On call: Fast food: For all in the family?

On call

Fast food: For all in the family?

Q. I'm a 67-year-old heart patient with a dilemma. It's not my heart but my grandson. He's a wonderful 7-year-old, but he's hooked on McDonald's. I love to take him out and make him happy, but I always end up eating the wrong thing. Do you have any suggestions?

A. The problem is not your grandson but your appetite. And, unfortunately, your family is not alone. Living in the fast lane, Americans are eating out more than ever, and more than a third of the time that means a trip to a fast-food restaurant. In all, Americans now spend more than $110 billion every year on fast food. Even allowing for inflation, that's an alarming jump from the $6 billion we spent in 1970.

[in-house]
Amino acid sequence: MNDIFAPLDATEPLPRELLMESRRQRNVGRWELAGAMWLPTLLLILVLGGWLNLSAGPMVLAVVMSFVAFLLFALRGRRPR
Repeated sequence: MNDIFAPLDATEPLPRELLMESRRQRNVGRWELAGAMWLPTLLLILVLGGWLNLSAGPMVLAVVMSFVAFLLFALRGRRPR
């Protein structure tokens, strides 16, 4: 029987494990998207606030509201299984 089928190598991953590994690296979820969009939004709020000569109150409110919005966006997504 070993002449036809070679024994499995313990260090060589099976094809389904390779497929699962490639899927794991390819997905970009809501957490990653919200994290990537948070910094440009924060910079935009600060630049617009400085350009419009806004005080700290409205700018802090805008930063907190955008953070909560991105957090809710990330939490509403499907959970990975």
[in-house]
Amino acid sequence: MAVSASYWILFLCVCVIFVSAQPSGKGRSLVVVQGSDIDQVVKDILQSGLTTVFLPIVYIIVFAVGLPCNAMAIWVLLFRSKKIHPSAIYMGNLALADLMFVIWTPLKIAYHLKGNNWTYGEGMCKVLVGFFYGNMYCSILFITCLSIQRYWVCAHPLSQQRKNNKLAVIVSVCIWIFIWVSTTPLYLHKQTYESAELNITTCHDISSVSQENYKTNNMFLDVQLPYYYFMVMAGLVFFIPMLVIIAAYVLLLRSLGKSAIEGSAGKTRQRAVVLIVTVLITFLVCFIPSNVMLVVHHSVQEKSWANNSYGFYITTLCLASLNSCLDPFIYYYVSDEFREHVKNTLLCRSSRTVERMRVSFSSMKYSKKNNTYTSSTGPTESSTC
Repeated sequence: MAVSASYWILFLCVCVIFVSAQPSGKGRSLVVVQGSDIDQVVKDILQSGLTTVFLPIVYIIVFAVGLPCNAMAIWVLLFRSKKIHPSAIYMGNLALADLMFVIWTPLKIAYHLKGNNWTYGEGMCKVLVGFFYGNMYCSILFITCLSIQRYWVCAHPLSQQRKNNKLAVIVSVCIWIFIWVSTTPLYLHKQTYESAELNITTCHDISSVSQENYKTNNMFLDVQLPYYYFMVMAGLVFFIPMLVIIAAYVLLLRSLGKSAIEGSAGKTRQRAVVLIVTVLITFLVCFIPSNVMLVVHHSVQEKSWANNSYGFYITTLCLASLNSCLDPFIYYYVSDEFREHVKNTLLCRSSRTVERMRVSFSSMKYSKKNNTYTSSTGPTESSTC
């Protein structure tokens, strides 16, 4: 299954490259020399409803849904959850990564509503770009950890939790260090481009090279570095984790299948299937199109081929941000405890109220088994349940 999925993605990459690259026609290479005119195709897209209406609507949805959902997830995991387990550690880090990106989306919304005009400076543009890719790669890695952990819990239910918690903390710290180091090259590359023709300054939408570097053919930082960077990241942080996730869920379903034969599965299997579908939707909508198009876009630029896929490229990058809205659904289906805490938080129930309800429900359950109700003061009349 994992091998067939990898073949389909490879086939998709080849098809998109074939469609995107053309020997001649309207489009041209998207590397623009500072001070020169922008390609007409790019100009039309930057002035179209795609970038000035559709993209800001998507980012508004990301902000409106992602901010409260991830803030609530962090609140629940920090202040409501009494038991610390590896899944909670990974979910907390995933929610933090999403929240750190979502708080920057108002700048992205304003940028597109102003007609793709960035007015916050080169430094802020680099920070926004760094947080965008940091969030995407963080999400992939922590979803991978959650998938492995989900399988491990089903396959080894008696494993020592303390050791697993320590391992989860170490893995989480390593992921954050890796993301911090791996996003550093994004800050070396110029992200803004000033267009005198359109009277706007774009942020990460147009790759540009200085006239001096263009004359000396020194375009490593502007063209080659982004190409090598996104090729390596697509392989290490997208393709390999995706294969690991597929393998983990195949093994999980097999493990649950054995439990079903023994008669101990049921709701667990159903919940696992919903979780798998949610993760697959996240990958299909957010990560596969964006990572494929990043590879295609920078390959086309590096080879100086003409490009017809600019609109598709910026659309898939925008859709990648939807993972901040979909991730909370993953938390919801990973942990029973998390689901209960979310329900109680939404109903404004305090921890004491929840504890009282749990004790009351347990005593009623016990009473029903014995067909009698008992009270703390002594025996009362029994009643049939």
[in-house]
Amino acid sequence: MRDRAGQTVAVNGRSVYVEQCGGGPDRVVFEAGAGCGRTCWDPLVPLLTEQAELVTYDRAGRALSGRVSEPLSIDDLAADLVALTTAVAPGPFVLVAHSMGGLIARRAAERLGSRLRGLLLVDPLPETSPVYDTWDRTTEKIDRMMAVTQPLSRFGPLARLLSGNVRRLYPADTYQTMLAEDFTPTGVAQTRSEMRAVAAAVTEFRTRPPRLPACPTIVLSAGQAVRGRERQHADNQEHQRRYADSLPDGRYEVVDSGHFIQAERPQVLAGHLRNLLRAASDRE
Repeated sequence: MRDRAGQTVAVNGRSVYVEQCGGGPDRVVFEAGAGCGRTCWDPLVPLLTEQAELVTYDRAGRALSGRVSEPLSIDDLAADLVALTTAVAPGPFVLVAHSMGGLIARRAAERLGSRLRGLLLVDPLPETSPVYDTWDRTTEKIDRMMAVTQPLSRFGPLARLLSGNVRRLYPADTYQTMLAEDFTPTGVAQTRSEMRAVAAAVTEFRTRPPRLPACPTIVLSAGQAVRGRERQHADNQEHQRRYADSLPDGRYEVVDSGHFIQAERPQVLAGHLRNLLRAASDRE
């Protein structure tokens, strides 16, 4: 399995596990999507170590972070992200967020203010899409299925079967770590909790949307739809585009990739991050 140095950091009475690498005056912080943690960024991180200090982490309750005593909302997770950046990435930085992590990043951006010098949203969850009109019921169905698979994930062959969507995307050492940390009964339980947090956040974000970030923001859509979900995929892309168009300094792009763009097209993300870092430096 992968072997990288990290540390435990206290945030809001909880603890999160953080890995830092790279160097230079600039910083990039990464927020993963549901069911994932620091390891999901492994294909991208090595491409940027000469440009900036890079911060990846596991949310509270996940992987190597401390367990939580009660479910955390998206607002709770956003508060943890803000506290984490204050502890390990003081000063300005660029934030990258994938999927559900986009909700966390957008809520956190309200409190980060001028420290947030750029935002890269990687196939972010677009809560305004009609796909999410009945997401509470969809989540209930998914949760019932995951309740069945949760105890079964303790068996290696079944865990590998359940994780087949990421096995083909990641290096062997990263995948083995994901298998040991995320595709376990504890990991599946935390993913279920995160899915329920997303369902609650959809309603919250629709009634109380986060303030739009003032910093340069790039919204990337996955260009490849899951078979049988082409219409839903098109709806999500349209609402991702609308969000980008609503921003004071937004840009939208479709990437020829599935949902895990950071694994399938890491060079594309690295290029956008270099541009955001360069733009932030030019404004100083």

What are we getting for the money? A typical meal of a hamburger, fries, and soft drink contains 1,100–1,500 calories and 40–70 grams of fat, much of it in the form of saturated fat and trans fat, the worst for vascular health. That's more than half a day's worth of calories and more fat than many heart patients should eat in two days. Fast food is also notably high in salt but low in fiber, vitamins, fruits, and vegetables — even if you fall into the common trap of counting fries and catsup as veggies.

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